In order to control the money that is circulated by the private sector, the government placed a lending cap on commercial banks since the beginning of 2009 by introducing a credit cap on the commercial banks in the country. However, the National Bank of Ethiopia (NBE) lifted the credit cap on April 2011 and replaced it with a directive that forces all private banks operating in the country to buy NBE bonds in the amount of 27pc of every loan they disburse.
Whilst announcing the enforcement of the new directive, officials at the NBE said, the money used to buy government bonds by the private sector would be mobilised for national development projects.
During the 2010/11 fiscal year alone, the 10 largest private banks invested 5.8 billion Br in NBE bills, which is 26.6pc of the total outstanding loans and advances of the banks.
Alarmed by the declining liquidity position of the banks, the IMF expressed its concern at the time by saying undermining private banks liquidity is unhealthy for the economy.
Sharing the IMF's position, the expert argued that the situation may slow business further as the banks are required fulfil their commitment until 2015.
It is obvious that tight monetary policy implemented by the government and supported by the IMF will reduce the availability of loans in the economy as a whole;however, the government could achieve the same target by slightly modifying the 27pc requirement, Mikkelsen said.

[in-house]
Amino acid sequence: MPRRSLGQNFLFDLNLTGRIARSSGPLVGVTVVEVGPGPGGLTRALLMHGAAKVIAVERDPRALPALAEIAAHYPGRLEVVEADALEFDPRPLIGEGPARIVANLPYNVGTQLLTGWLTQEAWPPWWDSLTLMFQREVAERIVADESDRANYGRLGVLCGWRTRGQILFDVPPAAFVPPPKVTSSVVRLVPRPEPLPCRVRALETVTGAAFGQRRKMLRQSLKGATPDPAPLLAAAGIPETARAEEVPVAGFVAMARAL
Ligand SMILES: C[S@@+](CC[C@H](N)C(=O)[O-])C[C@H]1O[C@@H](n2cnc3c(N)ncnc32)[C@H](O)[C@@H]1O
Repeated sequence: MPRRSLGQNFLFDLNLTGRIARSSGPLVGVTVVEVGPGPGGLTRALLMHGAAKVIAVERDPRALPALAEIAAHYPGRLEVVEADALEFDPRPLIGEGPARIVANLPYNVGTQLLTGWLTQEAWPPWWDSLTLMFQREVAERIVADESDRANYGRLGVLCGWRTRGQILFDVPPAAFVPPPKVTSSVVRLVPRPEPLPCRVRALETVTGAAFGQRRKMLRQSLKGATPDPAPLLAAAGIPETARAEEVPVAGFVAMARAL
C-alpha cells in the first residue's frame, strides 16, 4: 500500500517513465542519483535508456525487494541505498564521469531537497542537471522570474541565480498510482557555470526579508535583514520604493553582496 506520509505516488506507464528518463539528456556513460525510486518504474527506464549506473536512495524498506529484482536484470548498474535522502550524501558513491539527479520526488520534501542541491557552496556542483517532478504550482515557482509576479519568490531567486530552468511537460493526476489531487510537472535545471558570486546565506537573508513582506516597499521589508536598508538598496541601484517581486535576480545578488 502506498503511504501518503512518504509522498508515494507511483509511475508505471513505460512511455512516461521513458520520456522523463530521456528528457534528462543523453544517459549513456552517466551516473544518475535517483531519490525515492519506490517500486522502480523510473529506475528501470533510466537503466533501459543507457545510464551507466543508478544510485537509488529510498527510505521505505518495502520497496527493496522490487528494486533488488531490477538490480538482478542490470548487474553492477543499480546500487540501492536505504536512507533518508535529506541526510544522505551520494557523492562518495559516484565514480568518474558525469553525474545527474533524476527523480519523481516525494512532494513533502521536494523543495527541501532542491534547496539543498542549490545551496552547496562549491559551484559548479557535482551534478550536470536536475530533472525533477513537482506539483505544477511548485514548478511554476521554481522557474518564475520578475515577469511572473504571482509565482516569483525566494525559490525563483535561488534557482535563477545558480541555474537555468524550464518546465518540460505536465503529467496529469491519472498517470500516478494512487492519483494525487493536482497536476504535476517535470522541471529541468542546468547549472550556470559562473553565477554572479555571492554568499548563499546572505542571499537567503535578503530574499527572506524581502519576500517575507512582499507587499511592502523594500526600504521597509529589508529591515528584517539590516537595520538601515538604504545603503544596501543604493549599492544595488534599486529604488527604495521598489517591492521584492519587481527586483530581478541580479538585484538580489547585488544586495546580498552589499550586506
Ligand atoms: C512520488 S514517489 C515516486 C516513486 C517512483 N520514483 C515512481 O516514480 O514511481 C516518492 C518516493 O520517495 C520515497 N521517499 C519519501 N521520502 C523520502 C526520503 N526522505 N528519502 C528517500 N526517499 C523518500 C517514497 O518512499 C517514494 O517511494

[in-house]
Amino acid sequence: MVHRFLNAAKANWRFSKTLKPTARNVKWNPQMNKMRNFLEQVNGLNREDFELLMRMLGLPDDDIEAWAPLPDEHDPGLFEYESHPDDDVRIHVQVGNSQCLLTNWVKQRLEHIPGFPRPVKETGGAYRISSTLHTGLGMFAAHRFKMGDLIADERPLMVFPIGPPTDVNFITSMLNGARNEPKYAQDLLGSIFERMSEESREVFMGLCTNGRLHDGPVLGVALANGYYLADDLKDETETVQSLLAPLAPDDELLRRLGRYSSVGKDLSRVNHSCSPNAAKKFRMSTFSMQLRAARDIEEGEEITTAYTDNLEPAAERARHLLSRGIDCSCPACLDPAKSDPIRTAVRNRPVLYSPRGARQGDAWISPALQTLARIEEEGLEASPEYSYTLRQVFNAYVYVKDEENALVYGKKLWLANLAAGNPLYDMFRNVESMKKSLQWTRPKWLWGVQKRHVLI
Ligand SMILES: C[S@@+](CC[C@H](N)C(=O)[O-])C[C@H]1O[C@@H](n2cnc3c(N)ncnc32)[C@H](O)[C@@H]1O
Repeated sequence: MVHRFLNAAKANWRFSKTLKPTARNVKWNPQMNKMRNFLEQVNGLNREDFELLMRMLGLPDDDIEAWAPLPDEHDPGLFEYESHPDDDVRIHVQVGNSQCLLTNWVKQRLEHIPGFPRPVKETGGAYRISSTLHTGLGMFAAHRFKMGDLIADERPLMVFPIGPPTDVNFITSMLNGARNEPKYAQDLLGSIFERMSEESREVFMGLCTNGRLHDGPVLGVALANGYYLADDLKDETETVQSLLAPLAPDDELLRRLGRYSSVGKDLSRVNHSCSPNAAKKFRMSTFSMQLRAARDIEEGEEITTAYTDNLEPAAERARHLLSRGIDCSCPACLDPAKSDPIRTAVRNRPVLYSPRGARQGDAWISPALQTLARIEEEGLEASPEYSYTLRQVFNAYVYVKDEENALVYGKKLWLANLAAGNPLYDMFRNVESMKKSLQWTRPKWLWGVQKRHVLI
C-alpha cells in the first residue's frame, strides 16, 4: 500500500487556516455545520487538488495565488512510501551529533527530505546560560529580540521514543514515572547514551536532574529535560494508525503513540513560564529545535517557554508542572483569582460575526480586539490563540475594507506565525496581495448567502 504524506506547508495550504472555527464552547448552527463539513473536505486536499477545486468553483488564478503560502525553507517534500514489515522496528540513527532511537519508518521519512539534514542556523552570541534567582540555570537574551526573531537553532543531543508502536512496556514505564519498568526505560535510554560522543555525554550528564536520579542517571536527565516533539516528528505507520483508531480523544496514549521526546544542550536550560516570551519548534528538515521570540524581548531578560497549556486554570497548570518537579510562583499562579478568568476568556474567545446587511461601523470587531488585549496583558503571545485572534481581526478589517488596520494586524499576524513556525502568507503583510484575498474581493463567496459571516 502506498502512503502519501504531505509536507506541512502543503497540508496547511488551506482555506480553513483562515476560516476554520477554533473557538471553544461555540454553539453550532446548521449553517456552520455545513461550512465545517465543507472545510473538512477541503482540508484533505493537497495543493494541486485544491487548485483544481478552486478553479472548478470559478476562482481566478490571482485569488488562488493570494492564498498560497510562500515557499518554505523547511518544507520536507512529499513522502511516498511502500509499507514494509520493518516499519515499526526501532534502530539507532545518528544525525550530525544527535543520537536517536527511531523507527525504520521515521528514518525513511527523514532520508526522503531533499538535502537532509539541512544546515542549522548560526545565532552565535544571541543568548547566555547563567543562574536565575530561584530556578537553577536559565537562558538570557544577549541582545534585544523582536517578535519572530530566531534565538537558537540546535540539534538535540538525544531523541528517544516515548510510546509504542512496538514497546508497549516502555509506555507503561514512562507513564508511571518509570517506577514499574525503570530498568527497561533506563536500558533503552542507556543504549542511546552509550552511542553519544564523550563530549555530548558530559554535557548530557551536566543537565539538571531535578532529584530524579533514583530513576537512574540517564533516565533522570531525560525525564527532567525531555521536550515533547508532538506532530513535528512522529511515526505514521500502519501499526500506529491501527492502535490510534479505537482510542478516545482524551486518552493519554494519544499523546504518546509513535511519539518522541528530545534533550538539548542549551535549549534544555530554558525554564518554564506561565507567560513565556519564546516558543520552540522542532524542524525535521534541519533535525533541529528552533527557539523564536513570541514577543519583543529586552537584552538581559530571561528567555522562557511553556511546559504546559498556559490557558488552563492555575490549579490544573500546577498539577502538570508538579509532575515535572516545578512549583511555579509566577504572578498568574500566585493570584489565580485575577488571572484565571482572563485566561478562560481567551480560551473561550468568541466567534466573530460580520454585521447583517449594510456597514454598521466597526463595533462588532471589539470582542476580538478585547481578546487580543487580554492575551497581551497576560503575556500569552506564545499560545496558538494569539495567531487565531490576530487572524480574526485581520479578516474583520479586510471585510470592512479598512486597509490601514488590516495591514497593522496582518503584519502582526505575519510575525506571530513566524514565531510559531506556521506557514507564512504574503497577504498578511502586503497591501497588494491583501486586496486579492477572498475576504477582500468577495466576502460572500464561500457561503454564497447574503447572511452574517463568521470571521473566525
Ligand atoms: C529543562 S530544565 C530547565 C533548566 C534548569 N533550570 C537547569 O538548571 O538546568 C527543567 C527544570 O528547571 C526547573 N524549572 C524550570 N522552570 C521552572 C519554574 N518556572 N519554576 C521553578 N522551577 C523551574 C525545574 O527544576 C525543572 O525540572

This is exactly what the Ethiopian Bankers Association (EBA) proposed back in 2011 in a 24 page preliminary assessment of the directive.
"The basis of the calculation to determine the bills to be purchased should be changed to the net deposit or net loan instead of using the disbursement amount," stated the EBA.
It expressed concern, shared by industry observers, that using total disbursements as the base for calculation would artificially inflate the magnitude of the bills to be purchased because of its revolving nature. The macroeconomist adds to this that the shortage of foreign currency in the country, which was largely created by the large amount of foreign currency demand by the public sector, had already started hampering the private sector. The government wants 55.4pc of the half trillion Birr GTP budget in hard currency.
In order to tame inflation fuelled by the accumulation of excess hard currency at NBE, and satisfy the increasing demand from the public sector, the central bank has been selling foreign currency to the commercial banks aggressively until June 2012.
The national reserve at the central bank at the time has been the highest reserve that the country ever kept, which was 3.1 billion dollars.
However, because the process of selling the accumulated currency to commercial banks was not handled properly,the difference between the parallel and official market is getting wider, the macroeconomist said.
On February 15, 2013, the parallel market rate was 19.75 Br against the dollar. With the official rate at 18.6 Br, it reflected a difference of about 6.2pc.
Mikkelsen suggested a more balanced macroeconomic development could help the government to solve the on-going problem.
The good thing is that the government recognises the problem and is looking into ways to make the necessary adjustment, he told journalists.
Currently the country has foreign exchange reserves that could cover two months of import, which Mikkelsen says is a positive development, making it easier to solve the foreign exchange shortage problem.